So we’re looking into getting different molds like the Dragon, so if a disc does go in the water they don’t lose it.

Adding a sign to allow for more space in between groups after hole 1.

This is probably the most counterintuitive one.

Starting further apart in time will allow better course flow.

While it might seem like the second the group in front of you clears the landing zone you’re aiming for, wait.

I can back this up using golf courses stats. They found that by adding distance between the starting times they were able to lower the amount of time it takes to play a golf round by 14 minutes.

Waiting for the group on Hole 2 to start driving is the way to ensure a better pace of play.

Hole 1 on the Hawk is easy to play. It’s 200ish feet, pretty wide open the whole way. Most folks can reach the basket in a single throw. Then it all comes down to who hit a tree on the drive and who can make a putt.

A group of 4 experienced players is going to take about 3 minutes to play Hole 1.

However, hole 2 is long and requires 2 shots to get to the pin before putting onto a sloped green.
Players take much longer on hole 2. So instead of driving on them the second they clear the basket, we ask that you wait until they’re teeing off on hole 2. That way they’ll be close to the end of their second shots by the time you get to teepad.

Waiting an extra minute for the players in front of you to get ahead is going to help everyone have a smoother round.

Then the group ahead of you is teeing off on 3 while you’re on your upshots on 2. So when you finish putting, they’re finishing putting and walking up the hill to hole 4.

Letting faster groups play through.
It’s always the way to go. It’s a courtesy in disc golf, and I’ve already written a blog about etiquette and when to let others play through. But it’s faster that way for everyone.

We even have a sign on the first hole.

I’ve been in slow groups where we let singles and duos through. And I’ve played through many times as well. It’s no indication of you or your disc golf skills, just the group you’re in that day.

The age old “Well there’s a group ahead of us” doesn’t matter that much to me. Letting a smaller group through is going to speed the whole course up. Larger groups might want to play the Eagle which is a much less busy course.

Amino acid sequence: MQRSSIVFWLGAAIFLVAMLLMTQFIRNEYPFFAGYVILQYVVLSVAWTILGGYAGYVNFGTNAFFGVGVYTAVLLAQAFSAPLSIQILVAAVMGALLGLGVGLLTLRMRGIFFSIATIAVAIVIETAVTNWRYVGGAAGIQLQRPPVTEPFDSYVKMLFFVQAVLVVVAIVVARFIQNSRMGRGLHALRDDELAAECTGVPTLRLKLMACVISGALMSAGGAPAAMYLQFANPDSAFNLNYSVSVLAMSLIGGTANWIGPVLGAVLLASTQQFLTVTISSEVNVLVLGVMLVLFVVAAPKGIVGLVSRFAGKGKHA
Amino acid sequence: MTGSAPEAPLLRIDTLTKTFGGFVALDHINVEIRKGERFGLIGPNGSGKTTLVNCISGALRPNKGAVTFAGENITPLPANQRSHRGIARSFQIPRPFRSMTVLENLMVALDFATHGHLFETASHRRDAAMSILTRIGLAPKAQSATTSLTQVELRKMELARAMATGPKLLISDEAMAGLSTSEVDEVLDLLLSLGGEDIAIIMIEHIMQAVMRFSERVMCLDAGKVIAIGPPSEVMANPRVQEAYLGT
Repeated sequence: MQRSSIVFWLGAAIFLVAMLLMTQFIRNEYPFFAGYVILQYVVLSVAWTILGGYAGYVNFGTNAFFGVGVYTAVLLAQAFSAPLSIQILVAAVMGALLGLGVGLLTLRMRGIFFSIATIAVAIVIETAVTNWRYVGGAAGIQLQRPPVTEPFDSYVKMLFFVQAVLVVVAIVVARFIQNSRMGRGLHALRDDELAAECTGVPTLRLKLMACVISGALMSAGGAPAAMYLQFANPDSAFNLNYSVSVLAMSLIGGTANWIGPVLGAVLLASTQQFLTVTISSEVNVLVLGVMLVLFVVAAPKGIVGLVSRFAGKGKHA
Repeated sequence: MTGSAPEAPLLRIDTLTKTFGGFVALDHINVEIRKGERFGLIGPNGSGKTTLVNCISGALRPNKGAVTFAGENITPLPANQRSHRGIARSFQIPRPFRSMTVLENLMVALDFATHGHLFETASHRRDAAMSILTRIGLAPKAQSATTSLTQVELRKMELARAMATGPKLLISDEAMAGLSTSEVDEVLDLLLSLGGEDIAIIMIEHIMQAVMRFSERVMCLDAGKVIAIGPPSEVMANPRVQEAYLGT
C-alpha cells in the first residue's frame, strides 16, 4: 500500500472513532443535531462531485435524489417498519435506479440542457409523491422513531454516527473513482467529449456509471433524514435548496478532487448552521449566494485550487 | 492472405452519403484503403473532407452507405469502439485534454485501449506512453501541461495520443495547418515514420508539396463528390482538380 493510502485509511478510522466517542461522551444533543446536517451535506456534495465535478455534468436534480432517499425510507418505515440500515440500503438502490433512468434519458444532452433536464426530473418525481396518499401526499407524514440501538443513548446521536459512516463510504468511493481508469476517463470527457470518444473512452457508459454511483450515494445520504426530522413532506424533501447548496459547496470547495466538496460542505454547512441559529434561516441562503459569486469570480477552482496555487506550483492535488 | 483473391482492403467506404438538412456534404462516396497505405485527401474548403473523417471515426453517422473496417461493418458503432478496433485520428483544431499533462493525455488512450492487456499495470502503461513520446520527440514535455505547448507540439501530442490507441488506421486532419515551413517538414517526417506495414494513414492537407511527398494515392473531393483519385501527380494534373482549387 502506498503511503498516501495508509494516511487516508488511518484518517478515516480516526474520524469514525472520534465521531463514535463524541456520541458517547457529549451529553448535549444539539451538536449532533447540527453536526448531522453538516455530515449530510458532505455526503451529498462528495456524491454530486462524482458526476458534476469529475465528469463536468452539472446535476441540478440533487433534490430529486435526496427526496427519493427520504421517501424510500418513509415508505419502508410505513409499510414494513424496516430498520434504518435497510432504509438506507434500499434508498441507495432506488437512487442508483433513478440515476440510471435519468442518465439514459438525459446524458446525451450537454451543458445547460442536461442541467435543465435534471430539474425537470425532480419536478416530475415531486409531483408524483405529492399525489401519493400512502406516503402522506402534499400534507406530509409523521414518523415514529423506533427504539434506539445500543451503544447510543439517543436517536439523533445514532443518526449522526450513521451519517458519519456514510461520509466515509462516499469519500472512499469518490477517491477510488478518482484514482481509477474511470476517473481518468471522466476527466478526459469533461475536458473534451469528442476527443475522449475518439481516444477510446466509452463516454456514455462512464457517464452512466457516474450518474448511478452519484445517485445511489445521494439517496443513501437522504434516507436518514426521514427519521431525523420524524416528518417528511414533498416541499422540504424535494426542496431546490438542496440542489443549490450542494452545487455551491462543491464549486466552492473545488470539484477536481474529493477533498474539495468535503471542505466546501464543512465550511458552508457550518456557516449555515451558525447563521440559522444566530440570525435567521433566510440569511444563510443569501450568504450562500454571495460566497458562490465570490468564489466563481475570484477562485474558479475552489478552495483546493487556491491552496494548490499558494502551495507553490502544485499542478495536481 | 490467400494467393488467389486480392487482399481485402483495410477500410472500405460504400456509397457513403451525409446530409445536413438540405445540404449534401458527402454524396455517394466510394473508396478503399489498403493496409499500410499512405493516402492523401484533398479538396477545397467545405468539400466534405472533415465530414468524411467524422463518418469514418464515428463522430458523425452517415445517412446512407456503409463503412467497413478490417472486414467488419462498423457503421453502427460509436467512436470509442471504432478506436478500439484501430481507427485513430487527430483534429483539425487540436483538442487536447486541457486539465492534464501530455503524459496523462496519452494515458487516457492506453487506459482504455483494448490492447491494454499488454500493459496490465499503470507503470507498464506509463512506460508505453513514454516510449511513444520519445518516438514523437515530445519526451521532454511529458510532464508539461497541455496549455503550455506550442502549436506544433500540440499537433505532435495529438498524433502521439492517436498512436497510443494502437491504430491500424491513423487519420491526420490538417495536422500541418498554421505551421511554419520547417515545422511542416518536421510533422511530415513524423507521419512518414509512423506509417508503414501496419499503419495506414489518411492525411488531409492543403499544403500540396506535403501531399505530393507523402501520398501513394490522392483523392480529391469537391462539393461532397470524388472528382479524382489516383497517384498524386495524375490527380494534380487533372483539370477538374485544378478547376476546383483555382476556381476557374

We’re considering employing Course Marshals during summer weekends.

One of the biggest issues we face is groups that are too large. I get that some folks want to play as a big family group, others want to hang out with all of their friends. Unfortunately that backs up the course significantly.

Groups of 5 are the largest allowed at Sabattus. If you’ve got 3 golfers and their 3 significant others not playing, that’s a group of 3. We don’t count non-players.

Now, if your group of 6 wants to play at 9am on a Tuesday morning. I’ll probably tell you it’s fine to go out on the Hawk. And to let smaller groups through.

If your group of 8 wants to play on a Saturday at 11am I’m going to ask you to split into two groups of 4. There’s no way a group of 8 will keep up with the pace of play, even if they let smaller groups through.

Course Marshals would be responsible for making sure that groups aren’t too big. If we institute marshals, who we hire, what the pay/perks are…etc. Those decisions are above me though. I just figured I would let you folks know about what we’re doing to make sure your playing is smoother here.

The problem of overcrowding has already been solved by other busy courses.

Ball Golf has been studied by countless people. You can even get a college degree in golf management.

They created tee times for that sport. It’s transferred over to disc golf as well.

Disc golf has some courses that use tee times to alleviate high volumes of people.

Maple Hill uses tee times
Pleasant Hill uses tee times
Smuggler’s Notch uses tee times.

I hope Sabattus Disc Golf never comes back to that. I always want disc golf to be spontaneous and to be available to everyone who wasn’t on their phones Thursday planning their weekend outing.

I guess in conclusion, I want to say that we hear you. We hear that the Hawk is crowded and becoming a slower play for folks.

We’re working on it diligently. We don’t want to make you rush your round on the Hawk in any way. That’s why we’re working to increase the attractiveness of our other courses, increase awareness of others on the Hawk, and to help alleviate the backups by suggesting waiting on your start and having more people watching for large groups.

Together we think that we can help smooth out the course flow.

May your discs miss all the trees,
Andrew Streeter #70397